About a dozen years ago, I was riding with John Salka, fellow Firehouse® Magazine contributing editor (see page 126), fire operations junkie and chief of the FDNY's 18th Battalion in the Bronx. When we ride together, we catch some fires. This tour was no different. Upon arrival and while operating at a working project fire, a company did not do what it was ordered and expected to do. At that fire, the officer and his company decided to what they wanted to do. Dumb move. When John was done with the fire, and done with the officer of that company, it was crystal clear who gave the orders on the fireground and who was expected to follow them. Follow your orders as ordered. A chief must expect and demand no less from those under his or her command.
There are chiefs and officers on the fireground for a reason — they are there for officers and companies to do as ordered and expected. When you are operating interior, you have your limited, but critical perspective. The IC outside has a larger, better perspective (including details from your reports), so generally the IC knows best. And while doing as ordered, be sure to communicate with them any unusual circumstances that may prohibit their desired outcome. The fireground is not a debate club meeting or a place where we can take time to discuss and barter tasks while the fire burns. When operating at a working fire, follow and comply with orders immediately with full discipline.
- Who is assisting command? While some communities have "chiefs' aides" on the first alarm, what do you have? What is the plan at your fire department to ensure command staffing initially to support companies arriving and operating?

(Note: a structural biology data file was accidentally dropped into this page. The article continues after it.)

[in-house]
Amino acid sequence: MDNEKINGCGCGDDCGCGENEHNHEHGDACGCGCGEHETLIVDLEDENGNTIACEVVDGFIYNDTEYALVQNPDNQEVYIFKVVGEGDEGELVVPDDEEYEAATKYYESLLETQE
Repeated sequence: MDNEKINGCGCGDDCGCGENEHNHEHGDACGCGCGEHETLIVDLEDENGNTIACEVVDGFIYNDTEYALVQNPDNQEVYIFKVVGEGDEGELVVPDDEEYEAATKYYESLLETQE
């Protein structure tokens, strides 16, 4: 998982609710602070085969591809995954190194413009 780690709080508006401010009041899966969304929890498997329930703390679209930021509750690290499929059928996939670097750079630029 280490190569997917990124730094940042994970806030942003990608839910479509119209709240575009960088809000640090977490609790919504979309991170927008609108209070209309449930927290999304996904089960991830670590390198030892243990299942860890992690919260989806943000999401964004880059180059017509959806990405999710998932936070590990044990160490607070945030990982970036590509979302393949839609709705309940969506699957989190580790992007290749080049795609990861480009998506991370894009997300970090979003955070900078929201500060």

- Tracking and accountability. It's almost 2010 and we must operate with full command and control on the fireground — and that means all aspects of the ICS know where all the firefighters are operating. This also means for all firefighters to understand the conditions around them, including crowding within the interior, and a means to get out. Tight, confined areas can be a nightmare to firefighters operating — especially when having to escape due to conditions. Maintaining company discipline both on and off the fireground — such as during training — will result in a more survivable fireground.
- Policy. What's the policy? Any policy? Seriously, determine any task that you are expected to perform on the fireground and then go find your fire department's policy on it. Have you found it? Good. Now train on it and follow it while at a fire. That's why we have policy.
- Developed based on accepted practices, history and standards.
- Trained upon to ensure that all members operating understand exactly what the policy and the related tasks are. Training includes instruction and hands on to ensure that we really understand and can perform the task.
- Followed and complied with by all members while responding to and operating at the fireground.
- Enforced by officers for the survival and safety of the members.
- Enforced by administration, including corrective action when necessary, to ensure that members violating policies understand why they can't do that — and sends a message of fairness and consistency throughout the department that the policies are how the department will operate.
While there are many cases when officers must be trusted to make decisions, policy is what provides overall direction on how — based on standards, laws and experience by those who know — we are expected to perform from the moment we start probie school until the last run we make.
Can't find the policy? That's an entirely new issue for discussion, but in short form, raise the issue to those in charge and provide them with a suggested or sample version. It's impossible to expect a positive outcome and a disciplined fireground without clear, understood, trained-on, respected and enforced policies.
WILLIAM GOLDFEDER, EFO, a Firehouse® contributing editor, is a 33-year veteran of the fire service. He is a deputy chief with the Loveland-Symmes Fire Department in Ohio, an ISO Class 2 and CAAS-accredited department. Goldfeder has been a chief officer since 1982, has served on numerous IAFC and NFPA committees, and is a past commissioner with the Commission on Fire Accreditation International. He is a graduate of the Executive Fire Officer Program at the National Fire Academy and is an active writer, speaker and instructor on fire service operational issues. Goldfeder and Gordon Graham host the free and noncommercial firefighter safety and survival website www.FirefighterCloseCalls.com. Goldfeder may be contacted at BillyG@FirefighterCloseCalls.com.